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Obama In Buffalo
by Michael I. Niman
Mr. President, this is why college tuition is so high
Higher education was my birthright, not because of any privilege other than being born in New York City where a public university education was free from 1847 until 1975. That birthright was taken from me before I was old enough to enjoy it. Still, when I entered college in 1975, tuition was affordable. In the State University of New York, where I went on to study, tuition and fees roughly totaled $700 a year. Much of it was offset by programs like TAP, which then maxed out at $1,500, and Regent’s Scholarships, where my lackluster score of 177 out of a possible 300 earned me a large enough award to essentially wipe out my tuition. This was the progressive dream, the great leveler, the opportunity for everyone to share the collective knowledge base that our societies had built up over the centuries.
Last week President Obama visited Buffalo to use the University at Buffalo as a backdrop to address the soaring cost of higher education. Today’s SUNY students, if they can cobble together a scheme to pay for their education, often graduate with debts that will take decades to pay off. Studies show that this crippling debt often forces them to abandon career dreams, forgo public service jobs, and delay or give up on buying a house, all while raising stress and depression levels and even lowering their chances of marrying.
The frustrating thing about Obama’s visit is, while he addressed the problem, the cause seemed to have eluded him. The math is not fuzzy here, Mr. President. A 2012 study by two Federal Reserve economists documented the relationship between dwindling government support of higher education and increasing tuition. Such support decreased nationwide from covering 70.7 percent of operating expenses at public institutions in 2000, to covering only 57.1 percent in 2011. This amounts, according to the authors, to a 21 percent cut in per pupil public funding despite the influx of federal recovery money following as a result of the fiscal crisis of 2008.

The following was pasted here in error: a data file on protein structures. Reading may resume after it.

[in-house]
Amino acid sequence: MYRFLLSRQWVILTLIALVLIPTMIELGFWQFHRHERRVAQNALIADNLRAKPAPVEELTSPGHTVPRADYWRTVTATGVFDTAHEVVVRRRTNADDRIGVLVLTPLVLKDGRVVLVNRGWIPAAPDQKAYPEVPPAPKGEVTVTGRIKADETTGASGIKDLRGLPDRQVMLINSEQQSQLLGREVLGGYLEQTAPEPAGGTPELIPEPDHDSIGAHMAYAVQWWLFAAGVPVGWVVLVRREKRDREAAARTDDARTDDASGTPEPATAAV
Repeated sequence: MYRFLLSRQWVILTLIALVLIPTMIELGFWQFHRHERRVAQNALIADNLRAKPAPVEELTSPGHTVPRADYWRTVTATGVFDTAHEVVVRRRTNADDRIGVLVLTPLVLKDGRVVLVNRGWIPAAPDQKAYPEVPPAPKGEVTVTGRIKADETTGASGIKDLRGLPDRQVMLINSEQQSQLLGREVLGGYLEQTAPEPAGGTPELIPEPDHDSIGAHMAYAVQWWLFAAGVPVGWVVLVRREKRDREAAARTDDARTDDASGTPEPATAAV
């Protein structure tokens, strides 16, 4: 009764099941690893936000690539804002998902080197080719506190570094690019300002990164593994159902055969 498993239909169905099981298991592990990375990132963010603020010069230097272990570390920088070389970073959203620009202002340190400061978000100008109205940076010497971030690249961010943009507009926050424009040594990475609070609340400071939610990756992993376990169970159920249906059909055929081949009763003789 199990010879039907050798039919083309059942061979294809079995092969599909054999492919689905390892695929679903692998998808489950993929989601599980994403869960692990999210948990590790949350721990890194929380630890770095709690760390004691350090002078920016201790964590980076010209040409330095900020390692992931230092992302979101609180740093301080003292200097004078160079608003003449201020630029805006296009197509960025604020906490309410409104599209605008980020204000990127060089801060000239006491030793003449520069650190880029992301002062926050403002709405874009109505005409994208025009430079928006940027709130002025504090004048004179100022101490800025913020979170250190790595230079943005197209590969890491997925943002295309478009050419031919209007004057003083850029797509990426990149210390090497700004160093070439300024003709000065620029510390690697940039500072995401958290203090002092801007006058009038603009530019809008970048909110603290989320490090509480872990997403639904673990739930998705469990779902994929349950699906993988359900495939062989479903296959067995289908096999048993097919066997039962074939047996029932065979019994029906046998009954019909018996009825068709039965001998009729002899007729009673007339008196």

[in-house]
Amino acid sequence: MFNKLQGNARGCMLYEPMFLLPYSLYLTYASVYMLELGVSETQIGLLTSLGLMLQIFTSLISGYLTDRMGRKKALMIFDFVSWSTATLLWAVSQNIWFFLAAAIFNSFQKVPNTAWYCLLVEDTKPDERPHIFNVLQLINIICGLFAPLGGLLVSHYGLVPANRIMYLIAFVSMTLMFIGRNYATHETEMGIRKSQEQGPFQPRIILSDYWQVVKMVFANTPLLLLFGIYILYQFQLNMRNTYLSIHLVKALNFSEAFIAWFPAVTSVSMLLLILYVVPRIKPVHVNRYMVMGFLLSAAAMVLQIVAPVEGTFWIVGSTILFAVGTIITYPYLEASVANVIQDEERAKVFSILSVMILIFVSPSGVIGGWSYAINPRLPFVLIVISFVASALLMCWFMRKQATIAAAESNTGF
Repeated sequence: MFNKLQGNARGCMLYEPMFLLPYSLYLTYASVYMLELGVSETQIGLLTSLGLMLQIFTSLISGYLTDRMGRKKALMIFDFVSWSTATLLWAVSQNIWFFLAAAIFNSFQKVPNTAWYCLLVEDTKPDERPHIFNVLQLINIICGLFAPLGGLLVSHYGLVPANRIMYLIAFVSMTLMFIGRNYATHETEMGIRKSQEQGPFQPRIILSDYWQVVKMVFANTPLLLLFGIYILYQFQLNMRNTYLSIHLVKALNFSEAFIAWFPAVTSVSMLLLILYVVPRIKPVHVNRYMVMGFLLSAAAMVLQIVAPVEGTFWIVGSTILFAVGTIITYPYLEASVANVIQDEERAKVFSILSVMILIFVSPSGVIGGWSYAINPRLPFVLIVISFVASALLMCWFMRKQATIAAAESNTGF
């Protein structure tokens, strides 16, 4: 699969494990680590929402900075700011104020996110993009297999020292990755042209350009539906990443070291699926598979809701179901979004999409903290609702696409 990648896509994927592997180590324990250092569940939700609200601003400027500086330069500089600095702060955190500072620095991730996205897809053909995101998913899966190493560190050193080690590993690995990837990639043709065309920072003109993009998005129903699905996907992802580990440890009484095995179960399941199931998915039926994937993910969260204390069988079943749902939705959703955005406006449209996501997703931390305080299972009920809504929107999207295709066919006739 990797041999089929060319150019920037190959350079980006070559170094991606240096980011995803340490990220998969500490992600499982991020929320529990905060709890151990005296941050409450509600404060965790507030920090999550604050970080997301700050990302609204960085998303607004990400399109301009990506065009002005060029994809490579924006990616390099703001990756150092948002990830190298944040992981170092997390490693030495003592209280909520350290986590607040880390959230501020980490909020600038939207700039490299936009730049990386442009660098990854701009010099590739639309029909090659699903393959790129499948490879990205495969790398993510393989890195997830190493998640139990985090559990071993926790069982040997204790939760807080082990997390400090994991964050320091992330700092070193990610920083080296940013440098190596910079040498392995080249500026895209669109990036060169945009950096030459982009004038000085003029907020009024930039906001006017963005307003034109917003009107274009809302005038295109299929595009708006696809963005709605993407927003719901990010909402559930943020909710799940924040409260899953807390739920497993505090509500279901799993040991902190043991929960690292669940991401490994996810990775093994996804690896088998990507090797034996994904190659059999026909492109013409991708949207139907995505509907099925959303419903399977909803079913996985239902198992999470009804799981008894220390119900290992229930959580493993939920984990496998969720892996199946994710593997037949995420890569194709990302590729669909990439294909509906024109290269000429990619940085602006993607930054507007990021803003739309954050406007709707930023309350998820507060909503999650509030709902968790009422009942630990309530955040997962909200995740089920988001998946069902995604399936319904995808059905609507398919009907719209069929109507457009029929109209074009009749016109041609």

Initially, colleges and universities absorbed almost all of the the cuts, eventually raising tuition more significantly during the last four years of the study as the fiscal crisis set in. Interestingly, tuition still increased at noticeably lower percentage rates than the aid cuts.
One way colleges and universities absorbed state aid cuts is by cutting, and in many cases, decimating academic programs, replacing retiring professors with an exploited overworked contingent “part time” workforce where in many cases workers barely earn minimum wage after calculating grading, prep, course material research, and meeting hours. This trend, which goes back three decades, has transformed academic institutions from environments where ideas were born and nurtured and intellects exercised and developed, into places where ideas are flattened, packaged, and “delivered” on the cheap.
This is the corporate mold for higher education—a system where vendors sell “deliverable” education products. They peddle their snake oil branded as “reform,” claiming that integrating technology will cut costs and improve education. The reality is a bit shadier. Public education represents a huge chunk of economic activity where corporations are not getting their profit skim. The “public-private” partnerships touted by the “reformers” address that corporate problem, creating mechanisms to “deliver” mass-produced education while also delivering tuition dollars to Wall Street. The austerity-induced tuition spikes offer the perfect rationale, ironically, not to restore funding to public education, but to further decimate it with “efficient,” “high-tech” “reforms.”